R.L.: You sound very well. You sound happy, healthy and very contented. All of those things true at 70 years of age?

A.F.: Absolutely! Absolutely; I’m seasoned and am only slowing down just a little bit. I’m not doing the same number of dates monthly that I used to only because I choose not to. I want to spend more time in my home and doing more in my home and working with my son Eddie, who I am producing now. He’s going to have a super R&B album coming out in the fall. Just hanging out with my little grandchildren and a lot of family time.

R.L.: Aretha, when this long journey started, when you were a teenager, did you ever think it would lead to all of this respect and recognition?

A.F.: Definitely not. Some of the things that have happened you know just never crossed my mind. That it would be that great and that good. Twenty Grammys -- “whoa, please!” -- and the Congressional Medal, the Medal of the Arts presented by President Clinton, singing for Mr. Obama at the inauguration, George Bush of course gave me the congressional medal. Too much -- I’m really truly, truly, truly blessed.

R.L.: What do you put it all down to? Obviously the good Lord blessed you with the most remarkable voice on Earth, but you still might not have accomplished all of this. What was it? Your tenacity? Your beliefs? Your pride? What in your own soul as the Queen of Soul brought you to this magical time of your life?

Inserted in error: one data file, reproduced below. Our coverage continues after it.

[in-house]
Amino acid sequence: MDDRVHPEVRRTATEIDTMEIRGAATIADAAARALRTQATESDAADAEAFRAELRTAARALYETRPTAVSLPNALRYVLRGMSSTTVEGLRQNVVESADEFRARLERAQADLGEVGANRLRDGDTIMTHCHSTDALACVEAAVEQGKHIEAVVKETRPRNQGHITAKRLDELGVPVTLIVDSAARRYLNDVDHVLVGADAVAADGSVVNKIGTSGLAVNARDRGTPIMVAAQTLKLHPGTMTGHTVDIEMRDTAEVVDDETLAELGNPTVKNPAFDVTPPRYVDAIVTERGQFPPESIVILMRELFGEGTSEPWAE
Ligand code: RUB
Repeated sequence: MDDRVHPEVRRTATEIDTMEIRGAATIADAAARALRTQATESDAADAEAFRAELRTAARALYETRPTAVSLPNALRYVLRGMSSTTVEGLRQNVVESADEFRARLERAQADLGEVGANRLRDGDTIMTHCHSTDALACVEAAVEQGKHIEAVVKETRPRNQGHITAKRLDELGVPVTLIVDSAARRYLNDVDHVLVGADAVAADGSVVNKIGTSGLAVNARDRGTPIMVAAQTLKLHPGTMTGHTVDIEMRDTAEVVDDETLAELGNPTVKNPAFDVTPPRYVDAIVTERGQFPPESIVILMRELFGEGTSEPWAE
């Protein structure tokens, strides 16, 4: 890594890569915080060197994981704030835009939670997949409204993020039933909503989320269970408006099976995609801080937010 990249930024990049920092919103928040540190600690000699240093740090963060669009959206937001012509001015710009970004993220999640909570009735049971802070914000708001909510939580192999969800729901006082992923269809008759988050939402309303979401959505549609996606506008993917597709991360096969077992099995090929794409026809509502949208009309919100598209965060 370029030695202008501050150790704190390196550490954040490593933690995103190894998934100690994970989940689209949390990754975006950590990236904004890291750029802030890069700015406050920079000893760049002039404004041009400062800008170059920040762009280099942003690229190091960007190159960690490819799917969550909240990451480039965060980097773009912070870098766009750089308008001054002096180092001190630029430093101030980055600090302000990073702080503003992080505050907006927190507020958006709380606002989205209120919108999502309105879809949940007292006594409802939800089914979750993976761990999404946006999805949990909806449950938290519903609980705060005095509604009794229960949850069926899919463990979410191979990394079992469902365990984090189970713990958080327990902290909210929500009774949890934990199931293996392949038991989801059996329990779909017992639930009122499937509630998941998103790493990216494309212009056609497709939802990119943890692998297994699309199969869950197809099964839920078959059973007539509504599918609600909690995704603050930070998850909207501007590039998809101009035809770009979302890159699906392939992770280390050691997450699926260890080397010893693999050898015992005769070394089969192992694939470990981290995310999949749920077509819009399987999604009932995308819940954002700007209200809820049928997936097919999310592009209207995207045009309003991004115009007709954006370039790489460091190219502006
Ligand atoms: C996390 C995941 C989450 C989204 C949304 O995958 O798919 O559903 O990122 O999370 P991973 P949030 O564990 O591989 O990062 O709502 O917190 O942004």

A.F.: Some of it I was blessed with, inherited from my mother who was a singer and so was my dad, and some of it just God given. My love for the music and super loyal fans and support from family and friends. The underlying message for the achievements has always been respect -- respect for the music, love of the music.

I still haven’t been on “American Idol” or “The Voice,” though. I’d love to be a mentor. It seems that each time I come to the West Coast, they’re just going on vacation, so we can never get to do anything together. I come West at a certain time of year, and when I like to come is when they’re going. That’s happened at least two or three times now. I watched Gladys Knight on “Dancing With the Stars.” I can dance, I can definitely dance, but I don’t think I’d really care to take that one on. But yes on “American Idol.”

R.L.: Talk for one brief moment about your health because there have been lots of worrying stories. Are you strong and well?

A.F.: Absolutely all is well, and I’m maintaining my weight. I have to work at it, though, I have to work to maintain. There’s a combination of things that I do. Walking is certainly one of them, but I have to work at it.

R.L.: If you look back over the 70 years, Aretha, what are the one or two things that you’re proudest of all? You look back and say, “I’m glad I did that.”

A.F.: Who’s 70, Robin?! Now 55 years! Let’s see, I am proudest of my children and my support of them and trying to lead them to their independence and to realize some of their hopes and dreams. The other side of the coin would be certainly the 20 Grammys, the Congressional Medal and Medal of the Arts. And my longevity in the industry.

There are a lot of people now who seem to come and go after very brief runs of stardom. There are some who are lasting and will be around a while. I certainly enjoy Usher, Beyonce, Chris Brown, and there is Fantasia; these people will be around a while. They’ve got it. They’ve got the “it” factor. I guess that I was fortunate to get some of it, too. I’ll still be around for a while, too!”

Aretha’s concert is a one-night-only engagement at the Colosseum in Caesars Palace on Sunday at 7:30 p.m. Long live the Queen of Soul!

Robin Leach has been a journalist for more than 50 years and has spent the past decade giving readers the inside scoop on Las Vegas, the world’s premier platinum playground.